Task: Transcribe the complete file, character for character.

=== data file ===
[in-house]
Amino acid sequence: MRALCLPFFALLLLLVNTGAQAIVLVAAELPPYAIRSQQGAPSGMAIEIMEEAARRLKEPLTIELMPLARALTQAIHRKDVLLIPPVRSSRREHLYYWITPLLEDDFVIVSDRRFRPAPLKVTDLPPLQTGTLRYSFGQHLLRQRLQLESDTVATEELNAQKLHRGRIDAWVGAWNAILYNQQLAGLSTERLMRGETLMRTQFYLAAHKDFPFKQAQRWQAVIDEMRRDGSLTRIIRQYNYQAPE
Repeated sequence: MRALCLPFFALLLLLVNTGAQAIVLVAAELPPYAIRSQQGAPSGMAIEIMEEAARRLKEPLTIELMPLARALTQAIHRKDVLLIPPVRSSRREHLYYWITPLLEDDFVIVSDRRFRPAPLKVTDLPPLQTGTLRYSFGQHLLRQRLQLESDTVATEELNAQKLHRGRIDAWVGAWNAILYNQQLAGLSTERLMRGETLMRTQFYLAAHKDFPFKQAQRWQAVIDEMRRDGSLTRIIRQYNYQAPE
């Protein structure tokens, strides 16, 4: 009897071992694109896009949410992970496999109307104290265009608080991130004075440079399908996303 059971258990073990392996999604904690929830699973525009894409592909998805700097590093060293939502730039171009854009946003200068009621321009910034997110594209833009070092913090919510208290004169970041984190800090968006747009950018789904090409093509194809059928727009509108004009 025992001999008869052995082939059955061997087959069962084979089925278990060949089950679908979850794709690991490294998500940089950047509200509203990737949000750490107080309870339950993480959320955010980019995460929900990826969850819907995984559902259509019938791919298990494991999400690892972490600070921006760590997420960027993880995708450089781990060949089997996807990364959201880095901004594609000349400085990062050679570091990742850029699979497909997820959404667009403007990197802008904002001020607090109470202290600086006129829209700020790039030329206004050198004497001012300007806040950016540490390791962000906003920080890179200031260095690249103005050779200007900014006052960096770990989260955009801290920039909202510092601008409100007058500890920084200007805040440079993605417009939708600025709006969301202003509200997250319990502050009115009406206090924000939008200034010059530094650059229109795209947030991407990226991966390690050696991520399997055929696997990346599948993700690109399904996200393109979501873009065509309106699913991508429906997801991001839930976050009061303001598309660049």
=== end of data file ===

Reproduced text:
[in-house]
Amino acid sequence: MRALCLPFFALLLLLVNTGAQAIVLVAAELPPYAIRSQQGAPSGMAIEIMEEAARRLKEPLTIELMPLARALTQAIHRKDVLLIPPVRSSRREHLYYWITPLLEDDFVIVSDRRFRPAPLKVTDLPPLQTGTLRYSFGQHLLRQRLQLESDTVATEELNAQKLHRGRIDAWVGAWNAILYNQQLAGLSTERLMRGETLMRTQFYLAAHKDFPFKQAQRWQAVIDEMRRDGSLTRIIRQYNYQAPE
Repeated sequence: MRALCLPFFALLLLLVNTGAQAIVLVAAELPPYAIRSQQGAPSGMAIEIMEEAARRLKEPLTIELMPLARALTQAIHRKDVLLIPPVRSSRREHLYYWITPLLEDDFVIVSDRRFRPAPLKVTDLPPLQTGTLRYSFGQHLLRQRLQLESDTVATEELNAQKLHRGRIDAWVGAWNAILYNQQLAGLSTERLMRGETLMRTQFYLAAHKDFPFKQAQRWQAVIDEMRRDGSLTRIIRQYNYQAPE
């Protein structure tokens, strides 16, 4: 009897071992694109896009949410992970496999109307104290265009608080991130004075440079399908996303 059971258990073990392996999604904690929830699973525009894409592909998805700097590093060293939502730039171009854009946003200068009621321009910034997110594209833009070092913090919510208290004169970041984190800090968006747009950018789904090409093509194809059928727009509108004009 025992001999008869052995082939059955061997087959069962084979089925278990060949089950679908979850794709690991490294998500940089950047509200509203990737949000750490107080309870339950993480959320955010980019995460929900990826969850819907995984559902259509019938791919298990494991999400690892972490600070921006760590997420960027993880995708450089781990060949089997996807990364959201880095901004594609000349400085990062050679570091990742850029699979497909997820959404667009403007990197802008904002001020607090109470202290600086006129829209700020790039030329206004050198004497001012300007806040950016540490390791962000906003920080890179200031260095690249103005050779200007900014006052960096770990989260955009801290920039909202510092601008409100007058500890920084200007805040440079993605417009939708600025709006969301202003509200997250319990502050009115009406206090924000939008200034010059530094650059229109795209947030991407990226991966390690050696991520399997055929696997990346599948993700690109399904996200393109979501873009065509309106699913991508429906997801991001839930976050009061303001598309660049």